Loz Colbert: It's interesting. I'd never thought of it like that. You might be right? There were certainly a lot of records around at the time which were very similar, very much of a muchness and unimaginative. Unadventurous. So you may well have a point there but it wasn't something we really thought about at the time. The focus was just on completing the album and that's all we were thinking about. Also, I guess you could argue that Going Blank Again was as good if not better than Nowhere. After those two... it gave us a lot to think about where we would go next. In hindsight, maybe we should have done something similar to what Radiohead did. Gradually moved away from the guitars and classic songwriting and done something more underground instead.
DiS: A special edition of the album (Nowhere 25) is being released to commemorate the anniversary which also includes a live performance from the Town & Country Club in 1991. Why did you choose that particular show for this release?
Loz Colbert: It's just a classic recording of the band from that era. The Town & Country Club was such a pivotal venue at the time. Not only for us but a lot of other bands who defined that era before Britpop came along. It also sits perfectly in the period between finishing Nowhere and starting Going Blank Again, which was another big change for us. The footage captures us in our prime. I remember we received a lot of hype from the music press around that time, which felt really weird. Looking back, I guess it shows where we were at the time and how far we'd come.
Mark Gardener: We've already put out the Brixton show with the Going Blank Again reissue that was recorded a little later so we wanted something from the Nowhere period to go with this. That Town & Country Club show was a really spirited performance and we knew it had been filmed and recorded really well. I actually mixed it. I've just spent the last two-and-a-half weeks working on it. It was quite interesting mixing it again and hearing the recording that way. That's how I know we're a much more polished band now than we were then. It was quite an experience bringing something old like that back to life. In a way it was very odd hearing it again but then it also has a certain charm about it. I was pleasantly surprised by how we sounded as I thought it would be very ragged.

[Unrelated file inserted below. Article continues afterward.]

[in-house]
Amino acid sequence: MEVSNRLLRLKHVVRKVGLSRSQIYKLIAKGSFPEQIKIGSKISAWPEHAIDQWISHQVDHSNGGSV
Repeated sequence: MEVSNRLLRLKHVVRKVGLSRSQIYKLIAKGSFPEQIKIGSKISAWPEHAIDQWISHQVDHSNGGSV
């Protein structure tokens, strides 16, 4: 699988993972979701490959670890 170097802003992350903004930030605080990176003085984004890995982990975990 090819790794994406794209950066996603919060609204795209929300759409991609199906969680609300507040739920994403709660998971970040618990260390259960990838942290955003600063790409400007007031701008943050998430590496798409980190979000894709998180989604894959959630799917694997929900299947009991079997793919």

DiS: With it being the interim period between Nowhere and Going Blank Again, was 1991 a defining year for Ride?
Loz Colbert: Yes, absolutely. We'd gone as far as we could with what we had to start with, and it was just before a big shift in approach that led to Going Blank Again. So from that perspective it's a very interesting snapshot of the end of an era for us.
DiS: Will you be playing Nowhere in full on the October tour?
Loz Colbert: Yes we will. It's going to be special playing all those songs as a whole.
DiS: 'Natural Grace' and 'Black Nite Crash' have featured quite regularly throughout the tour and I believe 'Birdman' also made a reappearance in the set the other night. Do you feel more comfortable playing material off the last two albums now than you did back then?
Mark Gardener: I really loved 'Birdman' at the time. It wasn't so much a case of us avoiding it back then or indeed any of the songs on that record. It was more about us not knowing how to reproduce the recorded sounds live.